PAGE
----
At which road head?

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There is one strong view in the job-business: more growth will lead to more jobs. We have to invest in only economic growth and not in employment creation programmes and other sectors. This is what the NDA-created Ahluwalia Task Force had maintained then. It would not be surprising if Ahluwalia, now in his UPA avatar, would continue to take this view. The task force had forcefully argued that a shift from 6.5 per cent to 8 per cent growth would generate an additional employment of 14.5 million by 2012. "In contrast,' the report said, "the total volume of employment created by all special employment programmes put together is only 4.4 million and this level has actually declined over time.'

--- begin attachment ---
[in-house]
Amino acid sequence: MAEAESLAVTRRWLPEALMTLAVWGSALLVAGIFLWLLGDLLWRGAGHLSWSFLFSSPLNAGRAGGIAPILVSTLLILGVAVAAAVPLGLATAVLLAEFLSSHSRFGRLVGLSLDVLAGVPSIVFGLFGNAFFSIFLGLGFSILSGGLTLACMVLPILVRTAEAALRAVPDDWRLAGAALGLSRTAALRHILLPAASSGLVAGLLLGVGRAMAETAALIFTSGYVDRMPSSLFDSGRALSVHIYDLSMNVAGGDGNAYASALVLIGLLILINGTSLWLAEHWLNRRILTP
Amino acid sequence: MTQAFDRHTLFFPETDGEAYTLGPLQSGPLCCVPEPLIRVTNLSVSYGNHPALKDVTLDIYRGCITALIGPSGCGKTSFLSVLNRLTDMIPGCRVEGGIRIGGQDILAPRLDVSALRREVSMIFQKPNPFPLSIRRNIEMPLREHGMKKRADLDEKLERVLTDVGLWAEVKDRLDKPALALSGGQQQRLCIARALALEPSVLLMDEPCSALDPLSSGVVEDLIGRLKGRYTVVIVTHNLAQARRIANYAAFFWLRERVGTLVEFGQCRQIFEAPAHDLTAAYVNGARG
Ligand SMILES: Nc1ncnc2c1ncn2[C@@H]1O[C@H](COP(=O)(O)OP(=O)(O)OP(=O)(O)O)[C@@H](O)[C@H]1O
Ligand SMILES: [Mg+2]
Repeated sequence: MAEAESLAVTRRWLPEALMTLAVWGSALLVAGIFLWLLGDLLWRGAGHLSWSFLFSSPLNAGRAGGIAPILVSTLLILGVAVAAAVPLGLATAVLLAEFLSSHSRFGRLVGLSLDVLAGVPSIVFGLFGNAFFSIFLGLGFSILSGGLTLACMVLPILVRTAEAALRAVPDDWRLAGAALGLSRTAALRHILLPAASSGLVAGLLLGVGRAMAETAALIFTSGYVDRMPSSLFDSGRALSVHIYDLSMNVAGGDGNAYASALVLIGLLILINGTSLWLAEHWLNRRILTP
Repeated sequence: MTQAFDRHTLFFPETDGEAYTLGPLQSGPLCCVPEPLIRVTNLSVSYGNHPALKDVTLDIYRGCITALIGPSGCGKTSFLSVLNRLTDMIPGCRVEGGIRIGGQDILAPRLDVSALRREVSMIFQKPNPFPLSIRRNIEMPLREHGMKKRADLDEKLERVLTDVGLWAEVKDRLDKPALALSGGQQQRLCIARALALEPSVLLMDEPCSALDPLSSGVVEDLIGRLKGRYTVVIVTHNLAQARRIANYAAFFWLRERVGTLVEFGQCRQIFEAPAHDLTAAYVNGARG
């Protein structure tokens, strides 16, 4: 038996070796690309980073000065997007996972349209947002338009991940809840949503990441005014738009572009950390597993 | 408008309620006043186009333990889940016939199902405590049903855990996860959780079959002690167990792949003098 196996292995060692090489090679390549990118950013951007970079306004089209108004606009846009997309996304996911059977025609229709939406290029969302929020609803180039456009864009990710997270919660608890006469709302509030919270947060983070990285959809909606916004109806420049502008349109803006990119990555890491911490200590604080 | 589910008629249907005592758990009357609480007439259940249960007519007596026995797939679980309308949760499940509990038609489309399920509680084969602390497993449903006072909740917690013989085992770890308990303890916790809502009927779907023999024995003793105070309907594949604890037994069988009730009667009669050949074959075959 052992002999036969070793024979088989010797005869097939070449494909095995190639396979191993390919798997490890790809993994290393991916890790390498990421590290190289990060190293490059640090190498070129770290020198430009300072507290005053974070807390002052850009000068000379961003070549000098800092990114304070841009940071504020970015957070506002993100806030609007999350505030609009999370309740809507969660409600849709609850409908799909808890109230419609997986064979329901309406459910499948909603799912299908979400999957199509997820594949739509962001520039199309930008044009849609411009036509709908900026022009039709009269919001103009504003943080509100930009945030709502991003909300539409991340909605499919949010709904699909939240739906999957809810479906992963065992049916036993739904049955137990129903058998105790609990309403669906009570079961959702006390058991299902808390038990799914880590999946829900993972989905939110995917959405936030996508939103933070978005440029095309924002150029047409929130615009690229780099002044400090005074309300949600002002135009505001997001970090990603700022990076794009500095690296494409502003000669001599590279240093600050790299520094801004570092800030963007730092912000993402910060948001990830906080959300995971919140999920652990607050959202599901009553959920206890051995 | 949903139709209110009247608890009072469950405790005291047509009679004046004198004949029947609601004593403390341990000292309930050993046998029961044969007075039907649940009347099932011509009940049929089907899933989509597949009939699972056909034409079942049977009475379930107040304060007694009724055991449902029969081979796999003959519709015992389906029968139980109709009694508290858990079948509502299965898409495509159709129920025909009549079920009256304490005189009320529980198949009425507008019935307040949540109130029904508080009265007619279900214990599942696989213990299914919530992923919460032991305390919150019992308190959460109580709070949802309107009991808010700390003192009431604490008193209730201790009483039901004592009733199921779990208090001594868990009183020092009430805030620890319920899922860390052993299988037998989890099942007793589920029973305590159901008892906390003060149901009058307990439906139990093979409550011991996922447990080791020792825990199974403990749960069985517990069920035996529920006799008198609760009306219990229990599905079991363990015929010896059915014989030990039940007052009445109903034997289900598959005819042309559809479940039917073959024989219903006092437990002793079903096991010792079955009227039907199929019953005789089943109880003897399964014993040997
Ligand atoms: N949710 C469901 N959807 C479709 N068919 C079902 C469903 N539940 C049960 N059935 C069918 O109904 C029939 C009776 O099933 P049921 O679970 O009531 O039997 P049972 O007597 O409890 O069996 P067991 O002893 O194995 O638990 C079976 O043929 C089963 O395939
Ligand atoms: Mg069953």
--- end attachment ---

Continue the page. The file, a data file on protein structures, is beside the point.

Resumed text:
Interestingly, the Ahluwalia committee also trashed the UPA government's plan for additional employment generation arguing that, "because of severe resource constraints, it is unlikely that the volume of employment provided by special employment programme can be increased significantly in future.'

This report therefore, emphasised on the macro-level policies needed for rapid growth. It pushed for higher rates of investment, improvements in efficiencies, improvement in infrastructure, reforms in the financial system and credit for the informal sector. But the stress was broadly on doing more of what is being done currently to accelerate economic growth. Jobs, they all argue, will come as a bonus.

Similarly, in the field of agriculture, the attempt should be to increase its efficiencies by bringing in private capital and public-private partnerships. For instance, the Ahluwalia task force recommends that leasing of land should be liberalised (read made easy for private interests to garner land); degraded wastelands can be taken out of the purview of tenancy laws and agro-companies allowed to buy, develop, cultivate and sell this land. Therefore, in its view the growth model for agriculture is the same as the industrial sector